Aside from the unique crown design, the first thing that everyone notices about the SightLine is the very distinctive sound that it makes at impact. When a ball is struck, a metallic-sounding “dink” is made. It is a substantially loud and assertive sound. Some found this to be distracting; others liked it. After testers witnessed consistently good results with the wood, most grew to like the sound. It is appropriate to the hard, solidly metallic feel at impact that the SightLine has.
The SightLine woods are available from Thomas as assembled clubs or in component form. Our test club was assembled at the factory with their standard Aldila TGw 60 graphite. This is a fine, mid-range shaft that has always appealed to more than a few of our testers. It is a mid-bend point shaft that weighs 64 grams and has a torque of 3.8 degrees. The mellow feel of the Aldila complements the metallic feel of this head very well. This combination should appeal to a wide range of golfers
As to the alignment feature: Yes, it does work well when a player takes the time to stand behind the ball and find an online, target spot immediately in front of the ball. For those that don’t, the alignment line can act as an alignment reminder – or, since many golfers do not hit perfectly straight down the line with a perfectly square face, it can act as a distraction. Reactions will vary from player to player. Overall, we have seen good, online consistency from the SightLine with a slight tendency to hit left. Whether that is due to the structure of the head, or to the influence of the strong alignment line, we cannot say.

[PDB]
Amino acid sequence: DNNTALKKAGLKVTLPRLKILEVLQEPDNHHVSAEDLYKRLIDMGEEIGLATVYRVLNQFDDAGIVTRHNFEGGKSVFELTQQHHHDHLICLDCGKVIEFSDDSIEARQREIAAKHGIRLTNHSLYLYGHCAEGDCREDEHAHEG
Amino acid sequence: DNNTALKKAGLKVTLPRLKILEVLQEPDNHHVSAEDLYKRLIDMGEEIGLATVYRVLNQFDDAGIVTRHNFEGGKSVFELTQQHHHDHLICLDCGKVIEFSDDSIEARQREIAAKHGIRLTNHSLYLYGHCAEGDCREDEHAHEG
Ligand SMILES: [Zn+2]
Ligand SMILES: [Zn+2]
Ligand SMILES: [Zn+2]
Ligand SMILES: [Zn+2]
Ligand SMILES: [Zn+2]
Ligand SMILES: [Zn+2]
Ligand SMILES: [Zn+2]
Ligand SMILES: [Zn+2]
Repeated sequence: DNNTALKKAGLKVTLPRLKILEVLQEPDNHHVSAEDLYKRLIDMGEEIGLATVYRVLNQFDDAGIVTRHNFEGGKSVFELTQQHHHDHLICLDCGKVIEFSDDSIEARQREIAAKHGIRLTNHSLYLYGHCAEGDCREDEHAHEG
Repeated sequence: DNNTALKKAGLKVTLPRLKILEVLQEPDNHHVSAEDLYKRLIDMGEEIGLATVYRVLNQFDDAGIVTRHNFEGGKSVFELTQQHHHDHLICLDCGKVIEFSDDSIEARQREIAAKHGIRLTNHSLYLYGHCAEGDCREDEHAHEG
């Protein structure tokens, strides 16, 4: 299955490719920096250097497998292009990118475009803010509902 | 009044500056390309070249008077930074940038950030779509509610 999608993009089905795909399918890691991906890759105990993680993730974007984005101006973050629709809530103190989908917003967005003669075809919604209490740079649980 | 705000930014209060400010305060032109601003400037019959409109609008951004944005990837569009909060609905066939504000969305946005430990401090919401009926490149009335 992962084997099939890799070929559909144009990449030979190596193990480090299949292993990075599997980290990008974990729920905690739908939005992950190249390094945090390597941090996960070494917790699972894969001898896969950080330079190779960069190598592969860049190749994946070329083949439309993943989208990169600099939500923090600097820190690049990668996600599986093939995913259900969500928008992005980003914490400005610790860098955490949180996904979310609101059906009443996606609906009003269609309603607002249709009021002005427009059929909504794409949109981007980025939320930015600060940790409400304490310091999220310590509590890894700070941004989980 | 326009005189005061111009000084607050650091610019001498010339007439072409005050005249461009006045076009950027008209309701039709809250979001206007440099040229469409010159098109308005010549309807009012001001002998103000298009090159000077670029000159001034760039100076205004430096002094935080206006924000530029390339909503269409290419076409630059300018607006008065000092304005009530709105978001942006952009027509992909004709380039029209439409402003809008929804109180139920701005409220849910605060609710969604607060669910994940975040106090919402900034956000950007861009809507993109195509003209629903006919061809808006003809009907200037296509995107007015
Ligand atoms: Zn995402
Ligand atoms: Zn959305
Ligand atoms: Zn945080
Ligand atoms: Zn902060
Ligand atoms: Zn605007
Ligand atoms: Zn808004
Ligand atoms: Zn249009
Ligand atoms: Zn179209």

From Thomas Golf
The trajectory created by the SightLine 4-wood is much closer to that of a 3-wood than to a 5-wood. Balls launch hot and low with a flat, penetrating trajectory for most testers. Distances have been good for a 4-wood as would be indicated by a 43” shaft with a heavy swingweight of D6. Other true 3-woods hit longer, but few, if any, hit with more consistent ease. Each of our testers has been able to repeatedly produce good results with the SightLine. One tester who plays Cleveland and Callaway woods took immediately to the SightLine. He liked the look and the way it felt. Shots flew straight, strong and long from the first hit on. For him, it behaved as a high-flying 3-wood. Most others hit the SightLine lower.
While the SightLine has worked very, very well for us, it does have a distinctive personality. We cannot say just which golfers will or will not find it appealing. For those that have persistent troubles with accuracy when hitting fairway woods it is a definite must try, however. The multi-cambered sole of the Sightline gives it good functionality from grassy lies and light rough. Though there are no weight inserts in the beveled sole, the ball gets up well. Those looking for a 4-wood that doubles as a trouble wood from heavy rough and tight, hard lies may be happier with Orlimar or Adams styled woods that have flat-bottomed, sole-weighted designs.